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U.S. Agriculture coalition pushes for next conference to expand Cuba trade

Cuba looking to increase agriculture trade and investment.

According to a support group dedicated to eliminating trade barriers with Cuba, U.S. farmers and ranchers could see a $2 billion opportunity to market their products to the Island nation, and establish a path forward in normalizing relations with Cuba now that the country has a new president willing to establish a new trade deal with the United States.

“At a time when new markets are needed for our agricultural exports, Cuba is looking to increase agriculture trade and investment, and an upcoming major conference in Havana in November could help to inform and connect the people who can work to make those things happen,” said Paul Johnson, Vice-Chair of the U.S. Agricultural Coalition for Cuba (USACC).

On Nov. 8 the U.S.-Cuba Agricultural Business Conference will bring together a large gathering of representatives of both the U.S. and Cuban agricultural industries to promote open trade between the two nations. The conference is the handiwork of the USACC and its member organizations.

In recent years many U.S. farmers, livestock producers and their support groups have band together to encourage the White House and Congress to take a more active role in bringing about an acceptable resolution to current and troubling trade issues between the two nations. The USACC is comprised of individuals, companies and over 100 farm support groups including the American Farm Bureau Federation, American Soybean Association, American Seed Trade Association, American Feed Industry Association, Corn Refiners Association, the Council of State Governments, the National Association of Wheat Growers, National Association of Egg Farmers, National Barley Growers Association,  National Corn Growers Association, National Council of Farmer Cooperatives, National Farmer’s Union, National Foreign Trade Council, National Grain and Feed Association, National Milk Producers Federation, National Oilseed Processors Association, National Potato Council, National Sorghum Producers — and over 80 other agriculture groups.

“U.S. rice producers could represent the largest supplier of rice to Cuba if trade relations are normalized. Similarly, Cuba does not grow wheat, and U.S. wheat growers would benefit extensively if this market were opened. Many other U.S. ag interests would see positive results if Cuba should become a destination market for the food and products we produce in the United States,” reports Johnson during an interview with Southwest Farm Press. 

He says it's not just producers that would benefit for renewed and expanded trade with Cuba, but the industry at large, including major U.S. food and food processing and related companies that operate under a broad umbrella of U.S. agribusiness firms who support agricultural marketing and trade with Cuba.

“We have been advocating for normalized trade relations [with Cuba] for a long time and under the direction of Cuba's new president, Miguel Díaz-Canel Bermúdez, we believe the climate is right to discuss new and open trade relations between our two countries,” Johnson said.

Many members of Congress had the opportunity to visit with Diaz-Canel during a planned visit to Cuba two years ago, and flooded Cuba's choice for president with questions, including how he felt about the Castro-led revolution of 1959.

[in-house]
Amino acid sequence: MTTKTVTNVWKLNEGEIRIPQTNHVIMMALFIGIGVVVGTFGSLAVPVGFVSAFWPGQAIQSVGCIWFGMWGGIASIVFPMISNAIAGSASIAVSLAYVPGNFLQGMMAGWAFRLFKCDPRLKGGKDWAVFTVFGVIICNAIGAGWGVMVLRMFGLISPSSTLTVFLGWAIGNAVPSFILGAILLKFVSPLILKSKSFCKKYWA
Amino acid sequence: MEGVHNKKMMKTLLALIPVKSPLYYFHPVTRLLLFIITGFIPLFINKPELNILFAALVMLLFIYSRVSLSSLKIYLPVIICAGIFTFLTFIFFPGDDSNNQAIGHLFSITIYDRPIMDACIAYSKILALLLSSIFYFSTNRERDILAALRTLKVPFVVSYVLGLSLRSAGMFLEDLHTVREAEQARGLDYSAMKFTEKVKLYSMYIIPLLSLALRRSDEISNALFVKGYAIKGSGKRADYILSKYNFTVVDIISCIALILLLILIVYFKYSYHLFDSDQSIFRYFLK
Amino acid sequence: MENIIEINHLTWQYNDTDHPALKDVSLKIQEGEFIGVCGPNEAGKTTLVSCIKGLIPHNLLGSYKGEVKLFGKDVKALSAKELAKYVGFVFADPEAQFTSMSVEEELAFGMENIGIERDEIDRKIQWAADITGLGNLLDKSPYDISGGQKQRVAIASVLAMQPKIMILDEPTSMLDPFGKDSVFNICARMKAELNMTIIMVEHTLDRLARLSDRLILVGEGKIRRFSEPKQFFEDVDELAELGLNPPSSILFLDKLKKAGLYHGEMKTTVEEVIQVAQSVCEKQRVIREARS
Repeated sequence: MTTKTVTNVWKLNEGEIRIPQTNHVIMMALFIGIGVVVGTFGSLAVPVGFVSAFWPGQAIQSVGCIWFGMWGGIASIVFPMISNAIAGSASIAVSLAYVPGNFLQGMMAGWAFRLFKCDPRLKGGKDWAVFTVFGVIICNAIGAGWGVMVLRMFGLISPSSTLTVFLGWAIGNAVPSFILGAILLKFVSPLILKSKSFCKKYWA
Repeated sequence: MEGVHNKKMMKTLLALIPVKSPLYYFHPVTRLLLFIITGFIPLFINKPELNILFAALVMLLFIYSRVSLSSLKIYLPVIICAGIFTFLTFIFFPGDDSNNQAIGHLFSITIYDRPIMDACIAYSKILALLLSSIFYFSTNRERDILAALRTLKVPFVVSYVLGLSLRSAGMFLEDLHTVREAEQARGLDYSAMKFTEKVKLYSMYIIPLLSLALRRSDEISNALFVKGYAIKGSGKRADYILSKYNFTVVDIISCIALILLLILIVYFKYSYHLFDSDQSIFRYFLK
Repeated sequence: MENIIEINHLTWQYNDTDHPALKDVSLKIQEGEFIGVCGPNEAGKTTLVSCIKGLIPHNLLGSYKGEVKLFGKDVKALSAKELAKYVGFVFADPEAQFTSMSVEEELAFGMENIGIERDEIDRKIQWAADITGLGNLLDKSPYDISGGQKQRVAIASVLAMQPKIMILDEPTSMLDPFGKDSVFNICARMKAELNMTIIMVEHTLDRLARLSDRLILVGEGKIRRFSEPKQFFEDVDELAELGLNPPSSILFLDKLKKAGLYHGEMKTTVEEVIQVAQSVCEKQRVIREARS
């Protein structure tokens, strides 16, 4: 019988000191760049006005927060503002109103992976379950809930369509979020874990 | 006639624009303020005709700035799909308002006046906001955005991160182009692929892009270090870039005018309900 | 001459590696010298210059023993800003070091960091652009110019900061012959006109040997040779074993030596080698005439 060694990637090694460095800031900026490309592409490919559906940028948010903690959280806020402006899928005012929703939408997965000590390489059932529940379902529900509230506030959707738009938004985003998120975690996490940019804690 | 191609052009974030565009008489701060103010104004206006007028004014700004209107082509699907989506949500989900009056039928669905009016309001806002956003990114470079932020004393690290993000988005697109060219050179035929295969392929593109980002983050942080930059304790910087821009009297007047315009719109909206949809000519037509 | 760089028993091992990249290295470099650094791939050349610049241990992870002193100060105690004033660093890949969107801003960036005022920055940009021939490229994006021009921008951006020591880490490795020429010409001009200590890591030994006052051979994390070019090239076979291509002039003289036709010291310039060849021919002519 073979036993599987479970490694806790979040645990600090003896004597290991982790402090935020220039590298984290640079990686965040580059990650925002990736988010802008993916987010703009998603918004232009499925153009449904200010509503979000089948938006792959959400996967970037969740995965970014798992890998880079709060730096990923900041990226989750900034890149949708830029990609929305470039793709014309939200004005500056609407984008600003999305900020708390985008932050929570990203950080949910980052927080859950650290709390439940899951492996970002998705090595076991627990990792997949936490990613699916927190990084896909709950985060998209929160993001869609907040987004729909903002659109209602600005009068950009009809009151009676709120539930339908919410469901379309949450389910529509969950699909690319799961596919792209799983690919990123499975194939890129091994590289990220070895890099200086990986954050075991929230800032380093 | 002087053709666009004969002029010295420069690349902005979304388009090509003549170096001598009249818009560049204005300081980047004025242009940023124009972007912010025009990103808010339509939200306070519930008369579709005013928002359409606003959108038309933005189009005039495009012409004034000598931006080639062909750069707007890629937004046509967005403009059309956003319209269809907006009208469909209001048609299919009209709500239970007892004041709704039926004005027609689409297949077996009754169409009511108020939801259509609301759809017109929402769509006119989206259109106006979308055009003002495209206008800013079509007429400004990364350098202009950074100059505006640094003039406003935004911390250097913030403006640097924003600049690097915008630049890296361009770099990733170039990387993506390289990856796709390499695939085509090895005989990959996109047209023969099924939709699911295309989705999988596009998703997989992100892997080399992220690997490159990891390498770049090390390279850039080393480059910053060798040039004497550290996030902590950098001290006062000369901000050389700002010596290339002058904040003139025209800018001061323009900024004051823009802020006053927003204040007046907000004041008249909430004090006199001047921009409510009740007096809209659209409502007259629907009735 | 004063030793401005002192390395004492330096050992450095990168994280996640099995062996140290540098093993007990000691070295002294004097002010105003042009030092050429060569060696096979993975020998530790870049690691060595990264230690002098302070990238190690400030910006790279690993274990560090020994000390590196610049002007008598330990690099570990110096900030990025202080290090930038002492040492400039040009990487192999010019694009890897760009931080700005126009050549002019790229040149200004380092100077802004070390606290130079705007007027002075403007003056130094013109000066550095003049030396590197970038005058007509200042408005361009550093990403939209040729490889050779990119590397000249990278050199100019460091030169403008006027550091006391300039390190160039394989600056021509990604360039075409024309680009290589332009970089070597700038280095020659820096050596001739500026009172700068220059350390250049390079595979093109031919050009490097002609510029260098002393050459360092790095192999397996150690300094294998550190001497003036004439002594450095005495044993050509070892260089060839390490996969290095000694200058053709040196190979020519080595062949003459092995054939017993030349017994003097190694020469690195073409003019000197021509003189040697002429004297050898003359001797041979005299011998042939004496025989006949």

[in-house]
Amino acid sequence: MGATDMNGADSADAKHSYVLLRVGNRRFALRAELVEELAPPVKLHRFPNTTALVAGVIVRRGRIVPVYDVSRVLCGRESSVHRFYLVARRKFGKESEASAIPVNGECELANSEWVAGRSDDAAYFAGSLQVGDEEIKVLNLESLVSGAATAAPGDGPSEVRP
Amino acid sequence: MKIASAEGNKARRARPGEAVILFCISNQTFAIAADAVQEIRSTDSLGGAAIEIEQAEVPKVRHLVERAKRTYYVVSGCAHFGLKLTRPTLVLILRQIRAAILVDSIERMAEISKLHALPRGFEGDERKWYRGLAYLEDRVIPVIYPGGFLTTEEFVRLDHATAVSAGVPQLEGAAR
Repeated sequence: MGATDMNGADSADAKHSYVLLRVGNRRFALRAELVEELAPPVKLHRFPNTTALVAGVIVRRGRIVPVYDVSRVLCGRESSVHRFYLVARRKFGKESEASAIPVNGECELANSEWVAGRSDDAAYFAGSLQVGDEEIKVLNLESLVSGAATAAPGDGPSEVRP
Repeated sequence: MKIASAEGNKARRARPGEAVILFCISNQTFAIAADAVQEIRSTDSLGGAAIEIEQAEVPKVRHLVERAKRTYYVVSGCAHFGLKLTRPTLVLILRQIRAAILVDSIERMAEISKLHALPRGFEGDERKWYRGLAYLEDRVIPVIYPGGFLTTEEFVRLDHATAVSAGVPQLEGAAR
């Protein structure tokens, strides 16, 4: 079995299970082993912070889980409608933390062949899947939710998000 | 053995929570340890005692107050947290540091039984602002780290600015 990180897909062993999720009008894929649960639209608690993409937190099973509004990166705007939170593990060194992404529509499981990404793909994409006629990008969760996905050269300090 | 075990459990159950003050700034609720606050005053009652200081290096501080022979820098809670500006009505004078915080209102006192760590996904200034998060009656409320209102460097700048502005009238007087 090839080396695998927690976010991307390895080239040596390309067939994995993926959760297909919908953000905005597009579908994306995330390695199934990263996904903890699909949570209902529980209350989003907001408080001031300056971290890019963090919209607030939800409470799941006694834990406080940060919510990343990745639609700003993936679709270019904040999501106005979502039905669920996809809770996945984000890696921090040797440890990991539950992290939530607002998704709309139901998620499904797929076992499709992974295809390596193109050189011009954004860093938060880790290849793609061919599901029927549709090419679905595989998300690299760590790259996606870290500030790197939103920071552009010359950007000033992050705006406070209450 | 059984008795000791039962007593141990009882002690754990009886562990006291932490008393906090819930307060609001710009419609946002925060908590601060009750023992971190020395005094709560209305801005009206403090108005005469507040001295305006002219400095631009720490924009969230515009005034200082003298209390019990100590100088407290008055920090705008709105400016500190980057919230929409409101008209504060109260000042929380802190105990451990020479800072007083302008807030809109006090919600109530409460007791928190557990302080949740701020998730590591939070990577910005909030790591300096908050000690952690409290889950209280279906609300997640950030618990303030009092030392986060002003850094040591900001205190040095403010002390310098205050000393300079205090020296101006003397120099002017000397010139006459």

“I was born in 1960, after the revolution,” he told the group, according to lawmakers attending the session. “So I may not be the best person to answer that question.”

But over the past two years, Diaz-Canel has emphasized that trade for U.S. farm products would be a benefit to the people of Cuba, and to their national economy, emphasizing there would be no benefit to Cuba's military, a concern expressed by U.S. lawmakers who were skeptical to normalized relations.

“Agriculture is fundamental for both nations. For Cuba, agriculture is priority number one, two and three. It is important to the Cuban government who is struggling with a stalled economy and is looking for ways to improve the quality of life for every Cuban — they are currently importing 70 to 80 percent of their food right now from around the world,” Johnson noted.

He says their need for imported food, much of it from distant locations, provides a good opportunity to the U.S. agricultural industry. U.S. producers would benefit as would U.S. agribusiness, from equipment and material suppliers to seed and chemical companies.

“What is important is Cuba identifying an agricultural system that works for them. Obviously, there is a great advantage to working with the United States, a lot of logistical advantages. There is family and cultural ties to the United States, so there is a lot of gain by Cuba. But it would also be good for the United States to open new agricultural markets. For instance, U.S. rice producers see Cuba as potentially being the second largest market for international trade,” he said.

But perhaps of equal or greater benefit would be the sharing of knowledge. New invasive pests and weed varieties continue to challenge U.S. agriculture and many of these problems arrive in the U.S. from other countries. By opening agricultural trade with Cuba, there could be open dialogue and sharing of information and science about troublesome pests that could help to stop them before they reach U.S. shores.

To learn more about the U.S.-Cuba Agricultural Business Conference, visit https://www.uscuba-agricultureconference.com/.

To hear the full interview from USACC Vice-Chair Paul Johnson, listen to the sound file below:

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